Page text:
Blockade of dopamine receptors in CTZ of medulla

84

Indications for phenothiazones and thioxanthenes:

Psychosis
Nausea/vomiting

85

Pharmacokinetics of phenothiazones and thioxanthenes:

Erratic PO absorption
Highly lipid soluble
Highly protein bound
Oxidized/conjugated in liver
Inactive metabolites
Et1/2: 10-20 hrs

86

Extrapyramidal side effects of phenothiazones and thioxanthenes:

Tardive dyskinesia (20% of tx > 1yr and permanent)

Acute dystonic reactions (during first few weeks, muscle rigidity/resp distress from laryngospasm, responds to Benadryl)

87

CV side effects of phenothiazones and thioxanthenes:

↓ BP d/t depression of vasomotor reflexes, relaxant effect on smooth muscle, direct cardiac depression
Prolonged QT interval
No dysrhythmic effect

88

CNS side effects of phenothiazones and thioxanthenes:

Sedation - α1, musc, hist receptor antagonism
↓ seizure threshold
Skeletal muscle relaxation by CNS action

89

Metabolic side effects of phenothiazones and thioxanthenes:

Neuroleptic malignant syndrome (hyperthermia, hypertonicity, ANS instability, LOC fluctuations)

90

Drug interactions with phenothiazones and thioxanthenes:

Potentiation of opioids (↑ sedation, vent. depression, analgesia)

91

Examples of butyrophenones:

Droperidol / Inapsine
Haloperidol / Haldol

92

Pharmcokinetics of droperidol:

Perfusion dependent clearance
Maximal excretion of metabolites first 24 hrs

93

CNS side effects of droperidol:

Extrapyramidal rxns
Cerebral vasoconstriction
Dysphorias

94

CV side effects of droperidol:

↓ BP from α blockade - minimal
Antidysrhythmic (protects against epinephrine dysrhythmias)
Prolonged QT
Torsades de pointes

95

Indications for droperidol:

Prolong and enhance opioid analgesia
Antiemetic (except motion sickness)

96

Indications for lithium:

Tx of bipolar d/o

97

MoA of lithium:

Not well understood

Competes with Na+, Ca+, Mg+ at cell membranes

98

Pharmacokinetics of lithium:

Excreted by kidneys; competitive reabsorption of Li and Na+
Et1/2: 24 hrs
Steady state is 4-5x Et1/2, so 4-5 days

99

Side effects of lithium:

Impairment of renal concentration ability and renal function
EKG T-wave changes
Hypothyroidism
Psoriasis/acne
Hand tremor
Sedation
Memory/cognitive slowing

100

S/s of lithium toxicity:

Sedation
Nausea
Skeletal muscle weakness
Wide QRS
AV heart block
Hypotension
Dysrhythmia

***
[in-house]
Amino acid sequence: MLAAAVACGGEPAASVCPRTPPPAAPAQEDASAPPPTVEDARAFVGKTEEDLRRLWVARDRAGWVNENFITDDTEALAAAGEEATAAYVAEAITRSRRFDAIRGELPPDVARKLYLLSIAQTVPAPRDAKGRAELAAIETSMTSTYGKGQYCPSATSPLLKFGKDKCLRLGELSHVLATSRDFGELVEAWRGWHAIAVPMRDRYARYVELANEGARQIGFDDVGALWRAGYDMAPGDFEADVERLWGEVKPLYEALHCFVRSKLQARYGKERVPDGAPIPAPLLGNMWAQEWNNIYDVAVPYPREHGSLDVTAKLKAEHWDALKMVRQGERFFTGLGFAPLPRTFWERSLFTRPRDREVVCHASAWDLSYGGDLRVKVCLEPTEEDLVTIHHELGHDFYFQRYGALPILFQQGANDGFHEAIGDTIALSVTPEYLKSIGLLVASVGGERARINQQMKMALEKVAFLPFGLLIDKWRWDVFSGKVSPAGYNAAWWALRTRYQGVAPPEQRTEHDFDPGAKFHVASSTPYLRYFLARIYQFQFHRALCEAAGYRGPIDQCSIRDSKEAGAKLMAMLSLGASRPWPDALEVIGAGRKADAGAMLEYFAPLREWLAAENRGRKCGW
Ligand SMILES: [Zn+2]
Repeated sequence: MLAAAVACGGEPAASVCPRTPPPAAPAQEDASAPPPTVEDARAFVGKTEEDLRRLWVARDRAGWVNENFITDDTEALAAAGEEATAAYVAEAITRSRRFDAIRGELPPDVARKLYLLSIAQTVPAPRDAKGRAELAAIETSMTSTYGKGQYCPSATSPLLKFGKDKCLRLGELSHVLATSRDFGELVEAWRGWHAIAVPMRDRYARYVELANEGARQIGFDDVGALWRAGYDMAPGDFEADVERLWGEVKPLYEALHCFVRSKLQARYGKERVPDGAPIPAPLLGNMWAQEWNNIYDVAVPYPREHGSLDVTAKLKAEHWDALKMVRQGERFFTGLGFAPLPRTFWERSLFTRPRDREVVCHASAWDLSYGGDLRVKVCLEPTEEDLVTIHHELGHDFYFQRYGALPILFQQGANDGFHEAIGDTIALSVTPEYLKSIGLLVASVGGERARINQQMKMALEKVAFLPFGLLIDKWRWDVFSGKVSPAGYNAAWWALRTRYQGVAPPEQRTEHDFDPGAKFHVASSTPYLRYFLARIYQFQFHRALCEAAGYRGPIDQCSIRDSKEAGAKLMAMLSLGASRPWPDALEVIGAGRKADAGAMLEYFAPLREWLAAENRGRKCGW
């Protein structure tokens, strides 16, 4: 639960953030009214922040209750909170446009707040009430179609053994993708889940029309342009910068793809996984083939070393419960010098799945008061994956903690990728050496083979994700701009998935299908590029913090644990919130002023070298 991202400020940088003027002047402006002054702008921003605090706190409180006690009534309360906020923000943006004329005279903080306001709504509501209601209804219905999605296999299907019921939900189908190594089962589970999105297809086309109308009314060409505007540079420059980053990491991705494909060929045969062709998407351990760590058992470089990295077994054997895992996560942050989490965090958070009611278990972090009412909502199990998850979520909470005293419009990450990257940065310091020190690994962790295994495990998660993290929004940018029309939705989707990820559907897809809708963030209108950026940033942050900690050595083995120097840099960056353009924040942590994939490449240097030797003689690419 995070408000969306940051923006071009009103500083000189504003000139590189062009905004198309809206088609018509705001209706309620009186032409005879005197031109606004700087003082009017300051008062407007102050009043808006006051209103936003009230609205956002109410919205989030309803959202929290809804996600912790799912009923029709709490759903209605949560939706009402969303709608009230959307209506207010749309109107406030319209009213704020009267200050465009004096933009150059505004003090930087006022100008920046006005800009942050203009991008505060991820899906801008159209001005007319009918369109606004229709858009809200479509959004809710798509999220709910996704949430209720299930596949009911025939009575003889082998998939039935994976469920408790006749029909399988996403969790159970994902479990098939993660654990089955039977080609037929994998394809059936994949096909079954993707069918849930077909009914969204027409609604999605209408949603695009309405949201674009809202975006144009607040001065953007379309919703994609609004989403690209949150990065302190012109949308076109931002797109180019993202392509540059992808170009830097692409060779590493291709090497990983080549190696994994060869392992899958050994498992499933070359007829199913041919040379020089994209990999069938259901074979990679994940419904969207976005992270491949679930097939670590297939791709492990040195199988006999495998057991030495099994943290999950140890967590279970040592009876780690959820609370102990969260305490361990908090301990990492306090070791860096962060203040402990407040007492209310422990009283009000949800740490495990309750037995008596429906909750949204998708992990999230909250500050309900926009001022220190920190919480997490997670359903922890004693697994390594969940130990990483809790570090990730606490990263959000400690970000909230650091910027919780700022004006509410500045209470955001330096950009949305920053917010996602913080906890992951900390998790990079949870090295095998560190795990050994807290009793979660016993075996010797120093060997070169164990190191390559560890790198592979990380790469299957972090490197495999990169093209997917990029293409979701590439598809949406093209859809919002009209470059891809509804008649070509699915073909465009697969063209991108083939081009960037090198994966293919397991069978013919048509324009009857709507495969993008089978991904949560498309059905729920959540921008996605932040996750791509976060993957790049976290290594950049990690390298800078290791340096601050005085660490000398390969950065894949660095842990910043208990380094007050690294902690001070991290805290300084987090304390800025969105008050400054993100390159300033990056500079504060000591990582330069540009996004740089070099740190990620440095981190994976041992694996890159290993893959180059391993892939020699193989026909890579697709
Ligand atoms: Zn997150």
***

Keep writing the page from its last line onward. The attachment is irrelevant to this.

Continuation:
Seizure

101

Tx of lithium toxicity:

Medical emergency - aggressive tx
Hemodialysis
Osmotic diuresis, IV bicarb

102

Anesthesia considerations for lithium:

Pre-op labs (lytes, BUN, Cr) and EKG
Anesthetic requirements may be ↓
NMBs may be prolonged

103

MoA of antiepileptics:

↓ neuronal excitability or enhance inhibition
Alteration of intrinsic membrane ion currents
Enhancement of GABA

104

Pharmacokinetics of antiepileptics:

Slow PO absorption
Protein binding varies widely (0-90%)
Most metabolized in liver, excreted in kidneys
Et1/2 time range hrs-days

105

Lab monitoring of antiepileptics:

Plasma concentration guides dosing, but plasma levels do not correlate to individual responses - titrate to clinical effect

106

Side effects of antiepileptics:

Bone marrow suppression
Hepatotoxicity

107

Examples of antiepileptics:

Phenobarbital
Phenytoin / Dilantin
Fosphenytoin / Cerebyx
Primidone / Mysoline
Carbamazepine / Tegretol
Valproate / Depakote
Levetiracetam / Keppra

108

Indications for phenytoin:

Partial or generalized seizures

109

MoA of phenytoin:

Regulates Na+ and Ca2+ ion transport across neuronal membranes

110

Pharmacokinetics of phenytoin:

PO absorption variable
Highly protein bound (90% to albumin)
pH 12; precipitates in solutions with pH < 7.8
Infusion no faster than 50 mg/min (adults) or 1-3 mg/kg/min (peds)

111

Effect of rapid phenytoin administration:

Profound hypotension

112

Metabolism of phenytoin:

Hepatic microsomal enzymes
Inactive metabolites
First order kinetics if plasma conc < 10mcg/ml; zero order kinetics if > 10mcg/ml

113

Side effects of phenytoin:

CNS toxicity (visual/balance/coordination)
Acne
Rash/SJS
GI irritation
Hepatotoxicity
Hepatic enzyme induction

114

MoA of fosphenytoin:

Na+ channel blockade

115

Pharmacokinetics of fosphenytoin:

Highly protein bound
Water soluble phenytoin prodrug

116

Dosing for fosphenytoin:

10-20mg/kg loading dose

117

Indications for fosphenytoin:

Hospital - status epilepticus
NSU - prevent/tx seizures

118

MoA of phenobarbitol:

Modulates postsynaptic GABA and glutamate
Enhances CYP450

119

Side effects of phenobarbitol:

Cognitive/behavioral impairment
Sedation (adults), hyperactivity (peds)
Depression
Confusion in elderly

120

MoA of benzodiazepines:

Potentiates GABA-mediated neuronal inhibition

↑ Cl- permeability
Hyperpolarization
Inhibition of neuron firing

121

Side effects of benzodiazepines:

Sedation
Ataxia/incoordination
Hypotension
Respiratory depression